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Comment: Why is Lowering the Bar always the Solution? (Score 1) 42

by EmagGeek (#46803953) Attached to: In a Hole, Golf Courses Experiment With 15-inch Holes

In my lifetime alone, I've seen so many cases of "loweing the bar" to compensate for society's general lack of interest in becoming proficient at things.

In the 1990's and 2000's, the FCC seriously dumbed-down the Amateur Radio licensing material and requirements, eventually completely eliminating the morse code requirement - and an Extra exam today is nothing like the Extra exam I took in 1998.

Not long after that, the FAA created the "sport pilot" class that does not even require a medical exam, so people on life support can fly around in 2000 pound, high-velocity projectiles and put them into random peoples' houses when they have their in-flight hypoxia-induced heart attack.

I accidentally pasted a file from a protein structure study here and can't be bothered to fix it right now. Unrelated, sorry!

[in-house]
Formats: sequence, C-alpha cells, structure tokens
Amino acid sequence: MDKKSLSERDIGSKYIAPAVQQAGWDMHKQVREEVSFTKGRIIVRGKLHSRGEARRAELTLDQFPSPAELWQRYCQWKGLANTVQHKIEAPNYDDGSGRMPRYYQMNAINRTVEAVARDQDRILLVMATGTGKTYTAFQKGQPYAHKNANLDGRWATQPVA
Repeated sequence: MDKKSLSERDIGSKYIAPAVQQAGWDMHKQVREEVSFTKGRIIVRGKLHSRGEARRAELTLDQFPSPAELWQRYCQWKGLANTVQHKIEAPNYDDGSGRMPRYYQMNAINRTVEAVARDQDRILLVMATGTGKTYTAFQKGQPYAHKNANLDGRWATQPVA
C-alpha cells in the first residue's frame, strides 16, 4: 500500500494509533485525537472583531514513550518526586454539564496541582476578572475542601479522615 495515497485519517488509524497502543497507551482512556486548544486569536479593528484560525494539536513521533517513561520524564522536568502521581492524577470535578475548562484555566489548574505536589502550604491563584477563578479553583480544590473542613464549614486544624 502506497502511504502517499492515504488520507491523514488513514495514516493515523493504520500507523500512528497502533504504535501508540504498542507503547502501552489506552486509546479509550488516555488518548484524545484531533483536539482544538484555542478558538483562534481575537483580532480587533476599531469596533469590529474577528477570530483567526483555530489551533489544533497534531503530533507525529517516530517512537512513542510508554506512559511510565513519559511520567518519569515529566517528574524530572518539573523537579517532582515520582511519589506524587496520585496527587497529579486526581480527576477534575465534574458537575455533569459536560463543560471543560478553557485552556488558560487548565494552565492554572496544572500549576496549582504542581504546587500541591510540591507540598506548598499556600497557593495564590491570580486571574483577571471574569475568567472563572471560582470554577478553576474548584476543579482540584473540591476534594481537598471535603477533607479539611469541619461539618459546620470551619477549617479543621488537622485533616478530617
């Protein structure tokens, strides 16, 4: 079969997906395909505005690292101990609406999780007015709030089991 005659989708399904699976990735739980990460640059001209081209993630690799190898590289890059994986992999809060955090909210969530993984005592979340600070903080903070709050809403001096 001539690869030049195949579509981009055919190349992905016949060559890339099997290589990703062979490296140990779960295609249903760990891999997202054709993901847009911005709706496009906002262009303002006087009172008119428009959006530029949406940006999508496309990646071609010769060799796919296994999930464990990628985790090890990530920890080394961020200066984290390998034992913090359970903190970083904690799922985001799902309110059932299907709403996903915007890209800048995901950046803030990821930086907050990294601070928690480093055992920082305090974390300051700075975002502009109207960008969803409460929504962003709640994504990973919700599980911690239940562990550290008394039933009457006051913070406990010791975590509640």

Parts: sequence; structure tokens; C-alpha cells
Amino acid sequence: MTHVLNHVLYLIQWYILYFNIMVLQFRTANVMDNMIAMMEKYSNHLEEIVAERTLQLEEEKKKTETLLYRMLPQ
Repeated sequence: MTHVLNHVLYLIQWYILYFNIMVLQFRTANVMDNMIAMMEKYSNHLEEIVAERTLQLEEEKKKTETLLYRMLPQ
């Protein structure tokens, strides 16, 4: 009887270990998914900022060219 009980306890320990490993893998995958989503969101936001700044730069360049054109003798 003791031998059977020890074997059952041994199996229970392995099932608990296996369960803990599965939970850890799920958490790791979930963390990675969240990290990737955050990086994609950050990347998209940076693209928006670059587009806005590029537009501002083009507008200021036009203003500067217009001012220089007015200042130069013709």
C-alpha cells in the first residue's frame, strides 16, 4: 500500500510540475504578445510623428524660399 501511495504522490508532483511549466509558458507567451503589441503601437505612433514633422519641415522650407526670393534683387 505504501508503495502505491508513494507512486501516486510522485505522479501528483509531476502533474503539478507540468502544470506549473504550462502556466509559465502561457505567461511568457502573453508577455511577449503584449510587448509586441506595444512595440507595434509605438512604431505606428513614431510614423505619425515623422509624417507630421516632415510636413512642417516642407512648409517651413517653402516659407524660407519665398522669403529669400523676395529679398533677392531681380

Now we're going to FIFTEEN INCH golf holes? Are they serious? Let's go down to six bowling pins while we're at it, and drop the 1st down requirement in football to 7 1/2 yards. Oh wait, we can't do fractions anymore, so just make it 5 yards.

While they're add it they may as well add a stroke to each par as well, just to attract more mediocre players and discourage them getting any better at the skill.

People need to stop being such fucking assholes and try to be good at things. Everyone wants a goddamn trophy for simply showing up. This, right here, is why America is failing. The rest of the world is BETTER than us at shit because most Americans are lazy assholes who just want to consume and don't give a damn about proficiency, skill, or ambition. Yes, everyone wants to be rich, but they want to do it by simply taking it from people who ARE good at things, and who have earned their wealth by using those skills.